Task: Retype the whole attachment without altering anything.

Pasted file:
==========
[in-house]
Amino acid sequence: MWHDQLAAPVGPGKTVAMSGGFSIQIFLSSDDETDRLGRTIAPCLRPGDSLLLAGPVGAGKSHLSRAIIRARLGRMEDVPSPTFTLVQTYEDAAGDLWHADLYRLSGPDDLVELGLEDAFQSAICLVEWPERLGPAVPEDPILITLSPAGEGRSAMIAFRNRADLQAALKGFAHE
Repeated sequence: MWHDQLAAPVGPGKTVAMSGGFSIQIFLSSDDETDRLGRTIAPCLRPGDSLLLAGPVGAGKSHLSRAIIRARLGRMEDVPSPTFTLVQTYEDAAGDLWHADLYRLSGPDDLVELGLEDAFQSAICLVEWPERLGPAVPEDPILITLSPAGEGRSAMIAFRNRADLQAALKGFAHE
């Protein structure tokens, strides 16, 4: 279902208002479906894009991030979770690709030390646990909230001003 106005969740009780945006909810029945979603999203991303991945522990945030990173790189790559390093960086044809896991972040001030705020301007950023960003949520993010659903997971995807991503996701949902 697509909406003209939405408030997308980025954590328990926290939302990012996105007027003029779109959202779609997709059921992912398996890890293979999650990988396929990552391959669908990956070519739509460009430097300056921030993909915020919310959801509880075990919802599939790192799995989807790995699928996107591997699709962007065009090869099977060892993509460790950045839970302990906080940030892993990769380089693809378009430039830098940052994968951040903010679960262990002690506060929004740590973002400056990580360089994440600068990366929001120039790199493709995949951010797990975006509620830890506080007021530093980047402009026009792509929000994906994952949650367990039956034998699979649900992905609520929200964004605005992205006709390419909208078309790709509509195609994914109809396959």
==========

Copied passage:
[in-house]
Amino acid sequence: MWHDQLAAPVGPGKTVAMSGGFSIQIFLSSDDETDRLGRTIAPCLRPGDSLLLAGPVGAGKSHLSRAIIRARLGRMEDVPSPTFTLVQTYEDAAGDLWHADLYRLSGPDDLVELGLEDAFQSAICLVEWPERLGPAVPEDPILITLSPAGEGRSAMIAFRNRADLQAALKGFAHE
Repeated sequence: MWHDQLAAPVGPGKTVAMSGGFSIQIFLSSDDETDRLGRTIAPCLRPGDSLLLAGPVGAGKSHLSRAIIRARLGRMEDVPSPTFTLVQTYEDAAGDLWHADLYRLSGPDDLVELGLEDAFQSAICLVEWPERLGPAVPEDPILITLSPAGEGRSAMIAFRNRADLQAALKGFAHE
């Protein structure tokens, strides 16, 4: 279902208002479906894009991030979770690709030390646990909230001003 106005969740009780945006909810029945979603999203991303991945522990945030990173790189790559390093960086044809896991972040001030705020301007950023960003949520993010659903997971995807991503996701949902 697509909406003209939405408030997308980025954590328990926290939302990012996105007027003029779109959202779609997709059921992912398996890890293979999650990988396929990552391959669908990956070519739509460009430097300056921030993909915020919310959801509880075990919802599939790192799995989807790995699928996107591997699709962007065009090869099977060892993509460790950045839970302990906080940030892993990769380089693809378009430039830098940052994968951040903010679960262990002690506060929004740590973002400056990580360089994440600068990366929001120039790199493709995949951010797990975006509620830890506080007021530093980047402009026009792509929000994906994952949650367990039956034998699979649900992905609520929200964004605005992205006709390419909208078309790709509509195609994914109809396959």